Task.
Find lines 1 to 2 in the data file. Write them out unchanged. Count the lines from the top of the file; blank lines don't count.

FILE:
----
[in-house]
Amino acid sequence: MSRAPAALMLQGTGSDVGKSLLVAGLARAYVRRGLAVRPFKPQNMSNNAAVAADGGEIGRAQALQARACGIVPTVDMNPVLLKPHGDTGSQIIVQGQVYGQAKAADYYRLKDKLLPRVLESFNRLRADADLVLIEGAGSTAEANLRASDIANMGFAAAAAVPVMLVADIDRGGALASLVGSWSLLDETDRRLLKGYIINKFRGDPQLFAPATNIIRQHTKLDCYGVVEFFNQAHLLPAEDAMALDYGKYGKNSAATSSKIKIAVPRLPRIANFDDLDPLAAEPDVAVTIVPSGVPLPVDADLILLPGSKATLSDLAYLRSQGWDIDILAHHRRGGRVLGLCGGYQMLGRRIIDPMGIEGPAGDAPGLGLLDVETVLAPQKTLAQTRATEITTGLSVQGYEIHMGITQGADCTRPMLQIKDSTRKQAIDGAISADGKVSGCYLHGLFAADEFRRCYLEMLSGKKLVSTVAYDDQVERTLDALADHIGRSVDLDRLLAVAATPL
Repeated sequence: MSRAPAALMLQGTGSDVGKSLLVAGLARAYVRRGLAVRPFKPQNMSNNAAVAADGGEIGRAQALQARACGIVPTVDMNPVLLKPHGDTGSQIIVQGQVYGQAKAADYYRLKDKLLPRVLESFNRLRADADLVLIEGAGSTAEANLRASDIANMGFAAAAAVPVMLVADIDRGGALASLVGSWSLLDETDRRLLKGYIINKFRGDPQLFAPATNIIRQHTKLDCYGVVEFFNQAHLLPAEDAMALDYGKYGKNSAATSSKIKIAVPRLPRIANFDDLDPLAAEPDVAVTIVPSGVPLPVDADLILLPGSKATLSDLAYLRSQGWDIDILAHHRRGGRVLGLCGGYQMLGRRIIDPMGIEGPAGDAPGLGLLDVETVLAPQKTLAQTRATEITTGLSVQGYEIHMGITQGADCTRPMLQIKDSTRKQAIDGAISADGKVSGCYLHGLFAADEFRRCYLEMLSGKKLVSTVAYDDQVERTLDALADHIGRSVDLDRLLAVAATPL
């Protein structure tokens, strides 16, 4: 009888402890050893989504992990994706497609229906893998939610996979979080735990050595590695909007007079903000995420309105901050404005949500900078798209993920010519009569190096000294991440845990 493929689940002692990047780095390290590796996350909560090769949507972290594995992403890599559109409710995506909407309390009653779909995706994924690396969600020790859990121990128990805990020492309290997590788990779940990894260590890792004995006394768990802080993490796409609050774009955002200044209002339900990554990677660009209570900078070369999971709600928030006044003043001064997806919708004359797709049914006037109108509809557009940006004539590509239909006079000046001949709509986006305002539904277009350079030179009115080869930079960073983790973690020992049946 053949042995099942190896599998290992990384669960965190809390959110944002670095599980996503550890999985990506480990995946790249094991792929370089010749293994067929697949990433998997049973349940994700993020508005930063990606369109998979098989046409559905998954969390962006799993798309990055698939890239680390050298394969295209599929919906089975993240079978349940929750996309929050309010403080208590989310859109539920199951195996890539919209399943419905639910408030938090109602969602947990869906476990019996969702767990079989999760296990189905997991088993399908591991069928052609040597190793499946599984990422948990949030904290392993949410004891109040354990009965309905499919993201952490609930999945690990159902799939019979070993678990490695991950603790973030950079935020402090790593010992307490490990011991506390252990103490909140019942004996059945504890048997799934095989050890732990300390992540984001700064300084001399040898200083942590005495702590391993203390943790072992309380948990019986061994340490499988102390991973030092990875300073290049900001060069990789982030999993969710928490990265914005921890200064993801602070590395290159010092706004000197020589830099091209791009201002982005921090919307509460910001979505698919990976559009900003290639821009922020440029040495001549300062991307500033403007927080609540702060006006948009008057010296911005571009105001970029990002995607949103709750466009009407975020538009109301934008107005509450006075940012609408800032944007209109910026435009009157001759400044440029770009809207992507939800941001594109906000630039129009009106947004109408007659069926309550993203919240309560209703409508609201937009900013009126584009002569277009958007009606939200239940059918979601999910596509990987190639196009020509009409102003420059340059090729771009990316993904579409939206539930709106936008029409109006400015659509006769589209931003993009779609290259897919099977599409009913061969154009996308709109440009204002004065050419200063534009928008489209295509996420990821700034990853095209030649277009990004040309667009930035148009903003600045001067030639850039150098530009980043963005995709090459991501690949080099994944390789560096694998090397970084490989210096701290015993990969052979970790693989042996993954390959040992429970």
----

[in-house]
Amino acid sequence: MSRAPAALMLQGTGSDVGKSLLVAGLARAYVRRGLAVRPFKPQNMSNNAAVAADGGEIGRAQALQARACGIVPTVDMNPVLLKPHGDTGSQIIVQGQVYGQAKAADYYRLKDKLLPRVLESFNRLRADADLVLIEGAGSTAEANLRASDIANMGFAAAAAVPVMLVADIDRGGALASLVGSWSLLDETDRRLLKGYIINKFRGDPQLFAPATNIIRQHTKLDCYGVVEFFNQAHLLPAEDAMALDYGKYGKNSAATSSKIKIAVPRLPRIANFDDLDPLAAEPDVAVTIVPSGVPLPVDADLILLPGSKATLSDLAYLRSQGWDIDILAHHRRGGRVLGLCGGYQMLGRRIIDPMGIEGPAGDAPGLGLLDVETVLAPQKTLAQTRATEITTGLSVQGYEIHMGITQGADCTRPMLQIKDSTRKQAIDGAISADGKVSGCYLHGLFAADEFRRCYLEMLSGKKLVSTVAYDDQVERTLDALADHIGRSVDLDRLLAVAATPL